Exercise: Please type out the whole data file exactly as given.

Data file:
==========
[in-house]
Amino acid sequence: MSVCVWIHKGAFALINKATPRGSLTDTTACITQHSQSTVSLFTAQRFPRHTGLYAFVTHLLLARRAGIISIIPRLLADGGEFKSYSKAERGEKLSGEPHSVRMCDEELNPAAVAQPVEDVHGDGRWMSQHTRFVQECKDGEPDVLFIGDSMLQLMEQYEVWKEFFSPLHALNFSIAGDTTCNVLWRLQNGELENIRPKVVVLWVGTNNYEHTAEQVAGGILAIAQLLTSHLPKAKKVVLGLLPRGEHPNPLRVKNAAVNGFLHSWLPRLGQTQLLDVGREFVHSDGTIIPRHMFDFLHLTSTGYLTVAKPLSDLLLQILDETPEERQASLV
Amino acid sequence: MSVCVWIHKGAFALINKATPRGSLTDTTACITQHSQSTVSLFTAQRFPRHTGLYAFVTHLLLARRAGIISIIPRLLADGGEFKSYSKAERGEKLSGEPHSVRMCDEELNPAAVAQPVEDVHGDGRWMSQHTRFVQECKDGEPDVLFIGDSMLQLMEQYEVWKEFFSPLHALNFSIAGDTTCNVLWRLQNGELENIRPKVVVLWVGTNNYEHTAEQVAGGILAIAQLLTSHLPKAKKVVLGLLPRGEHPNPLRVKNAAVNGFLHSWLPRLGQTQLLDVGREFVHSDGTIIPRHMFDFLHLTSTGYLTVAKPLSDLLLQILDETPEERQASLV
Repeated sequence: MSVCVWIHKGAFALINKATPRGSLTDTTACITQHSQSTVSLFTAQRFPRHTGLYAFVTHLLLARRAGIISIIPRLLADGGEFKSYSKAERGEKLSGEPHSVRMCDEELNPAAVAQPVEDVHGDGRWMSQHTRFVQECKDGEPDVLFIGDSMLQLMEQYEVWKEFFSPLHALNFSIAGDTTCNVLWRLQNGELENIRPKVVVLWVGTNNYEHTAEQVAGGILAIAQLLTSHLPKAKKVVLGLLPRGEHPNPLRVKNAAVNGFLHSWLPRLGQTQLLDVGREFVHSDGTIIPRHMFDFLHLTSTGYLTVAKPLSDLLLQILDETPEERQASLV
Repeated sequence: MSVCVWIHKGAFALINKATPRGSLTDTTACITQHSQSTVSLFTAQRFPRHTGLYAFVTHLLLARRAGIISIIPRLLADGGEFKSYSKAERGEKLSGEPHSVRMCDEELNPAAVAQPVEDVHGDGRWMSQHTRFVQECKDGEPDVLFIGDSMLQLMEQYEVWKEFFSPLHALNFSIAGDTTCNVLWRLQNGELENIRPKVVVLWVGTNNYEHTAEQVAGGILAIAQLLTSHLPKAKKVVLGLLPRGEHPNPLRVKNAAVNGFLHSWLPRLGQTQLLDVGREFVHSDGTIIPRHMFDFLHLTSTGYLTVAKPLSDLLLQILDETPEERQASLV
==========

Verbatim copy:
[in-house]
Amino acid sequence: MSVCVWIHKGAFALINKATPRGSLTDTTACITQHSQSTVSLFTAQRFPRHTGLYAFVTHLLLARRAGIISIIPRLLADGGEFKSYSKAERGEKLSGEPHSVRMCDEELNPAAVAQPVEDVHGDGRWMSQHTRFVQECKDGEPDVLFIGDSMLQLMEQYEVWKEFFSPLHALNFSIAGDTTCNVLWRLQNGELENIRPKVVVLWVGTNNYEHTAEQVAGGILAIAQLLTSHLPKAKKVVLGLLPRGEHPNPLRVKNAAVNGFLHSWLPRLGQTQLLDVGREFVHSDGTIIPRHMFDFLHLTSTGYLTVAKPLSDLLLQILDETPEERQASLV
Amino acid sequence: MSVCVWIHKGAFALINKATPRGSLTDTTACITQHSQSTVSLFTAQRFPRHTGLYAFVTHLLLARRAGIISIIPRLLADGGEFKSYSKAERGEKLSGEPHSVRMCDEELNPAAVAQPVEDVHGDGRWMSQHTRFVQECKDGEPDVLFIGDSMLQLMEQYEVWKEFFSPLHALNFSIAGDTTCNVLWRLQNGELENIRPKVVVLWVGTNNYEHTAEQVAGGILAIAQLLTSHLPKAKKVVLGLLPRGEHPNPLRVKNAAVNGFLHSWLPRLGQTQLLDVGREFVHSDGTIIPRHMFDFLHLTSTGYLTVAKPLSDLLLQILDETPEERQASLV
Repeated sequence: MSVCVWIHKGAFALINKATPRGSLTDTTACITQHSQSTVSLFTAQRFPRHTGLYAFVTHLLLARRAGIISIIPRLLADGGEFKSYSKAERGEKLSGEPHSVRMCDEELNPAAVAQPVEDVHGDGRWMSQHTRFVQECKDGEPDVLFIGDSMLQLMEQYEVWKEFFSPLHALNFSIAGDTTCNVLWRLQNGELENIRPKVVVLWVGTNNYEHTAEQVAGGILAIAQLLTSHLPKAKKVVLGLLPRGEHPNPLRVKNAAVNGFLHSWLPRLGQTQLLDVGREFVHSDGTIIPRHMFDFLHLTSTGYLTVAKPLSDLLLQILDETPEERQASLV
Repeated sequence: MSVCVWIHKGAFALINKATPRGSLTDTTACITQHSQSTVSLFTAQRFPRHTGLYAFVTHLLLARRAGIISIIPRLLADGGEFKSYSKAERGEKLSGEPHSVRMCDEELNPAAVAQPVEDVHGDGRWMSQHTRFVQECKDGEPDVLFIGDSMLQLMEQYEVWKEFFSPLHALNFSIAGDTTCNVLWRLQNGELENIRPKVVVLWVGTNNYEHTAEQVAGGILAIAQLLTSHLPKAKKVVLGLLPRGEHPNPLRVKNAAVNGFLHSWLPRLGQTQLLDVGREFVHSDGTIIPRHMFDFLHLTSTGYLTVAKPLSDLLLQILDETPEERQASLV